Parish concert series strikes a chord in Summerville

St. John the Beloved Church, Summerville, Charleston Symphony Orchestra, American Boychoir, monthly concert series

St. John the Beloved Church, Summerville, Charleston Symphony Orchestra, American Boychoir, monthly concert seriesSUMMERVILLE—St. John the Beloved Church’s music ministry is sounding a high note for ecumenism with its monthly concert series.

In January, the church hosted the Charleston Symphony Orchestra and the American Boychoir, both of which drew a large interdenominational audience.

Greg Homza, church music director, said he came up with the idea a couple of years ago as a way to provide Summerville residents with quality music on a regular basis.

“Music is a wonderful thing. It’s a gift from God certainly, and to be able to share that with a broader community is a privilege,” Homza said.

In the beginning, he said, the concerts were a bit sporadic as he developed a feel for what people are interested in hearing.

This year marks the first time they will have a steady flow of events at the church, including the CSO in March, Schubert’s String Quintet in April, and “Dialogues” between the flute and organ in May.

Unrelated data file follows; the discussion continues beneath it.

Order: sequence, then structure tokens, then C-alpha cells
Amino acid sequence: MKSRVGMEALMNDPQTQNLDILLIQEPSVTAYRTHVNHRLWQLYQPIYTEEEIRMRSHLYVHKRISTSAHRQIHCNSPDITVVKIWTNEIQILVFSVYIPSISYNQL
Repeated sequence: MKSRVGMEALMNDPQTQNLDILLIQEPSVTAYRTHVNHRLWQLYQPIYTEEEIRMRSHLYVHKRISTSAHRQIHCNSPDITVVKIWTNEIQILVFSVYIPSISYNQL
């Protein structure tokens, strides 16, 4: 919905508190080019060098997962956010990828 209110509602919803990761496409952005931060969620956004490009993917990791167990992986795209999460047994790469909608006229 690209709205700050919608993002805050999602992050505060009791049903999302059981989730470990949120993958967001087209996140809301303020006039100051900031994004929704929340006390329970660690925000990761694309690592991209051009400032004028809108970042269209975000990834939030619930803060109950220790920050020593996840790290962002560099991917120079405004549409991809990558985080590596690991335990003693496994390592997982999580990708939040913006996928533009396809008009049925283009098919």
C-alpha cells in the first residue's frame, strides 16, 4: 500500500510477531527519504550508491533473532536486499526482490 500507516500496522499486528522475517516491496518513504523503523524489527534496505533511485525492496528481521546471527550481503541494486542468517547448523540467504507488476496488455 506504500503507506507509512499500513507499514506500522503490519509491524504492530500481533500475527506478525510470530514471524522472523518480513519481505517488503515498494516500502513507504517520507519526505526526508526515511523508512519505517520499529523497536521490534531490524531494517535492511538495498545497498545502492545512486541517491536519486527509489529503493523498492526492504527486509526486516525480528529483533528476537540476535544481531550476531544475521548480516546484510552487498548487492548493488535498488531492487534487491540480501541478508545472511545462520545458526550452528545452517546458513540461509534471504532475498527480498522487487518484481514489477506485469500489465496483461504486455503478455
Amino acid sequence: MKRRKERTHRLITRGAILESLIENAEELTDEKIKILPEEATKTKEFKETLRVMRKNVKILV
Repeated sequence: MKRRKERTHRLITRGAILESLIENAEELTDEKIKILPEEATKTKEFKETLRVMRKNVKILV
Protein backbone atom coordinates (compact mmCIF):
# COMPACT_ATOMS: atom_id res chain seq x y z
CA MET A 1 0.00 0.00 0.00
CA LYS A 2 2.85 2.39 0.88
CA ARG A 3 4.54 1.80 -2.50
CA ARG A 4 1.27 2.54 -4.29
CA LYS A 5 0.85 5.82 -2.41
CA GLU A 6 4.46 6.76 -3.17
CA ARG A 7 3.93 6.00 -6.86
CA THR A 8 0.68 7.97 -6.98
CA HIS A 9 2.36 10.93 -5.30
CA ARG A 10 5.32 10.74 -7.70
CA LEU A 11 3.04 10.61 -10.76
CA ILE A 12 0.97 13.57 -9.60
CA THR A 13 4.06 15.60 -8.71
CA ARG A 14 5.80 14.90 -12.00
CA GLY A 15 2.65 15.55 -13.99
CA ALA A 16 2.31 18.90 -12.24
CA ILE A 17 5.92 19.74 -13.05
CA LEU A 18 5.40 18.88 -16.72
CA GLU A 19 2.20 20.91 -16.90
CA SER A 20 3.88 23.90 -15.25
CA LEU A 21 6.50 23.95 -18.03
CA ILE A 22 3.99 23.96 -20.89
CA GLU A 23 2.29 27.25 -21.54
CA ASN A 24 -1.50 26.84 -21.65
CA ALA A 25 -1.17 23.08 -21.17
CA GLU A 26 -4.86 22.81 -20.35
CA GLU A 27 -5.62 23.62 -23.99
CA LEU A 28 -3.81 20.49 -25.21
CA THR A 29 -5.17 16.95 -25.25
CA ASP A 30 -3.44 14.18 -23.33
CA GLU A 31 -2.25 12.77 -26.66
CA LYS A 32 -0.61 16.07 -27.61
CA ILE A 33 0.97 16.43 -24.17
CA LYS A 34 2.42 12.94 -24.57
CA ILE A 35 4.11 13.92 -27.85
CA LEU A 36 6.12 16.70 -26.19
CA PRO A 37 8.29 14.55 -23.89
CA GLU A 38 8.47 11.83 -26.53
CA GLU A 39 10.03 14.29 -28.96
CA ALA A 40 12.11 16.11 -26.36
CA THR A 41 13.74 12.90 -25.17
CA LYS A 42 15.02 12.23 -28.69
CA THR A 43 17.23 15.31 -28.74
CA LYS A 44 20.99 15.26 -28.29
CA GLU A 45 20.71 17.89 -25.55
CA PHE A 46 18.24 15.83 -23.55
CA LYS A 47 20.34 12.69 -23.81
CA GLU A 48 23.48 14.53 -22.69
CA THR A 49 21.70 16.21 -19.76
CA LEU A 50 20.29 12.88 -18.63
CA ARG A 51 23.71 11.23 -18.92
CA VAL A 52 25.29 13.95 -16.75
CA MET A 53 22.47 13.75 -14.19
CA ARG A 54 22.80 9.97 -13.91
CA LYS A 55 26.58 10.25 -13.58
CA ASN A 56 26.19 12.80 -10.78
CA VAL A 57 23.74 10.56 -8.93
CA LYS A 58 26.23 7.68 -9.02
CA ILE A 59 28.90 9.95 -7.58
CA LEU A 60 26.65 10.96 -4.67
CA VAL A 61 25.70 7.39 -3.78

“People are generally thrilled,” Homza said. “It’s wonderful to look out and see that this music is universal.”

He said concert attendance has increased steadily and attracts people of all ages and cultures.

When the American Boychoir sang on Jan. 24, they drew over 300 music lovers, Homza said, compared to about 100 during the choir’s first appearance in 2008.

He was drawn to St. John because the church had a strong musical reputation — and a pipe organ. Homza graduated from Indiana University, where he studied the cello and the organ because he wanted to combine his love for music with his love for his faith.

He said he hit it off right away with Msgr. E. Christopher Lathem, pastor, who has been supportive of the concert series.

Homza also met his future wife Leah through the church choir. They were married in 2008.

He said music can make people feel warm and welcome, and by opening the church doors to the community through concerts, they are also opening the doors to Catholicism.

Patrick Withers, director of youth ministry, said it also allows parishioners to be more involved in music, even if they don’t play an instrument or sing.

When the American Boychoir performed, the youth groups hosted lunch for them in Madden Hall. Withers said they set up, served the meal and cleaned. The high school students also acted as greeters and ushers at the concert.

“Part of our ministry is to do service outreach,” he said. “And after the meal, the youth were able to attend the concert and enjoy some really powerful music.”

Homza, who is a substitute cellist with the CSO, said it helps to have musical connections.  

All concerts are held on Sundays at 4 p.m. Next on the schedule: March 7, The Charleston Symphony Orchestra; April 25, Schubert’s String Quintet; May 23, Dialogues: A program of music for flute and organ.